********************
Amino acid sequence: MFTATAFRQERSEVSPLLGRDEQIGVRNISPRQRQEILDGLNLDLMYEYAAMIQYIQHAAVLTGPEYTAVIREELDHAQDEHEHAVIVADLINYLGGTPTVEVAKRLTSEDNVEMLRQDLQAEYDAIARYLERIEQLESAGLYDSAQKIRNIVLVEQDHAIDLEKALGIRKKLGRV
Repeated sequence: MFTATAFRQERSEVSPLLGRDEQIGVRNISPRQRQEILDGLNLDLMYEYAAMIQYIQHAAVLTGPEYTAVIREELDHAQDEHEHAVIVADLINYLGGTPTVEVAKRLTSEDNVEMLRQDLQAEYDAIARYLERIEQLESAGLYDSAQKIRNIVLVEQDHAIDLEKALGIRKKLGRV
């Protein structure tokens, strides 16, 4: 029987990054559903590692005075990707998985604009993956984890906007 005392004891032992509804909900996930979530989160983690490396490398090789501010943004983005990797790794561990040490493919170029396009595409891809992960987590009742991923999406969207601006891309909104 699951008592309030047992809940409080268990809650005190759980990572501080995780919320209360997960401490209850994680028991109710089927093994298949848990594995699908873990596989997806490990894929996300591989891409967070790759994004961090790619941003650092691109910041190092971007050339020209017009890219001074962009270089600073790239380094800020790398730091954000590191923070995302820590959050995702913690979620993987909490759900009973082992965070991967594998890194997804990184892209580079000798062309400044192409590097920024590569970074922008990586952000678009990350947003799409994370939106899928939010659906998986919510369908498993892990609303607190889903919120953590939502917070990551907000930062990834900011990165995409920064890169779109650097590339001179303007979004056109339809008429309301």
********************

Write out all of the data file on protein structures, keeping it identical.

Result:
Amino acid sequence: MFTATAFRQERSEVSPLLGRDEQIGVRNISPRQRQEILDGLNLDLMYEYAAMIQYIQHAAVLTGPEYTAVIREELDHAQDEHEHAVIVADLINYLGGTPTVEVAKRLTSEDNVEMLRQDLQAEYDAIARYLERIEQLESAGLYDSAQKIRNIVLVEQDHAIDLEKALGIRKKLGRV
Repeated sequence: MFTATAFRQERSEVSPLLGRDEQIGVRNISPRQRQEILDGLNLDLMYEYAAMIQYIQHAAVLTGPEYTAVIREELDHAQDEHEHAVIVADLINYLGGTPTVEVAKRLTSEDNVEMLRQDLQAEYDAIARYLERIEQLESAGLYDSAQKIRNIVLVEQDHAIDLEKALGIRKKLGRV
């Protein structure tokens, strides 16, 4: 029987990054559903590692005075990707998985604009993956984890906007 005392004891032992509804909900996930979530989160983690490396490398090789501010943004983005990797790794561990040490493919170029396009595409891809992960987590009742991923999406969207601006891309909104 699951008592309030047992809940409080268990809650005190759980990572501080995780919320209360997960401490209850994680028991109710089927093994298949848990594995699908873990596989997806490990894929996300591989891409967070790759994004961090790619941003650092691109910041190092971007050339020209017009890219001074962009270089600073790239380094800020790398730091954000590191923070995302820590959050995702913690979620993987909490759900009973082992965070991967594998890194997804990184892209580079000798062309400044192409590097920024590569970074922008990586952000678009990350947003799409994370939106899928939010659906998986919510369908498993892990609303607190889903919120953590939502917070990551907000930062990834900011990165995409920064890169779109650097590339001179303007979004056109339809008429309301």